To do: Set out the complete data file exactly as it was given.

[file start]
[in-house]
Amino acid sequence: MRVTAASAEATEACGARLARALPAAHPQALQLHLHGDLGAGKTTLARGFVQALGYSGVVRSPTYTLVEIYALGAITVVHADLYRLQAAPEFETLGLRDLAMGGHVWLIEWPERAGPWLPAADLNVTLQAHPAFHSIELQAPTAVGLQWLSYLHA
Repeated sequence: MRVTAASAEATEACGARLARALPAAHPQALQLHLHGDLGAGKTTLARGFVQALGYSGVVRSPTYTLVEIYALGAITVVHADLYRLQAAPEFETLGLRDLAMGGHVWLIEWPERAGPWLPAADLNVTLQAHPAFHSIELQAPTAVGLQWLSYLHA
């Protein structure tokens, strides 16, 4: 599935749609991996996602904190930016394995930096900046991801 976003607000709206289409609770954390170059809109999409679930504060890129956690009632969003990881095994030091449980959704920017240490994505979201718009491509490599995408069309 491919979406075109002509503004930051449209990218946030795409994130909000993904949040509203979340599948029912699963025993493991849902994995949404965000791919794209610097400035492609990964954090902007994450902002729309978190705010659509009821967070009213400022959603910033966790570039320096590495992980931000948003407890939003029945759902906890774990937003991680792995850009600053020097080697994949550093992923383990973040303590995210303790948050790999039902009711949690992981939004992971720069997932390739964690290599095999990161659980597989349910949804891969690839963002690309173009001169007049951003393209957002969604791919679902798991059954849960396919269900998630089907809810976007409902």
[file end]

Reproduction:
[in-house]
Amino acid sequence: MRVTAASAEATEACGARLARALPAAHPQALQLHLHGDLGAGKTTLARGFVQALGYSGVVRSPTYTLVEIYALGAITVVHADLYRLQAAPEFETLGLRDLAMGGHVWLIEWPERAGPWLPAADLNVTLQAHPAFHSIELQAPTAVGLQWLSYLHA
Repeated sequence: MRVTAASAEATEACGARLARALPAAHPQALQLHLHGDLGAGKTTLARGFVQALGYSGVVRSPTYTLVEIYALGAITVVHADLYRLQAAPEFETLGLRDLAMGGHVWLIEWPERAGPWLPAADLNVTLQAHPAFHSIELQAPTAVGLQWLSYLHA
């Protein structure tokens, strides 16, 4: 599935749609991996996602904190930016394995930096900046991801 976003607000709206289409609770954390170059809109999409679930504060890129956690009632969003990881095994030091449980959704920017240490994505979201718009491509490599995408069309 491919979406075109002509503004930051449209990218946030795409994130909000993904949040509203979340599948029912699963025993493991849902994995949404965000791919794209610097400035492609990964954090902007994450902002729309978190705010659509009821967070009213400022959603910033966790570039320096590495992980931000948003407890939003029945759902906890774990937003991680792995850009600053020097080697994949550093992923383990973040303590995210303790948050790999039902009711949690992981939004992971720069997932390739964690290599095999990161659980597989349910949804891969690839963002690309173009001169007049951003393209957002969604791919679902798991059954849960396919269900998630089907809810976007409902």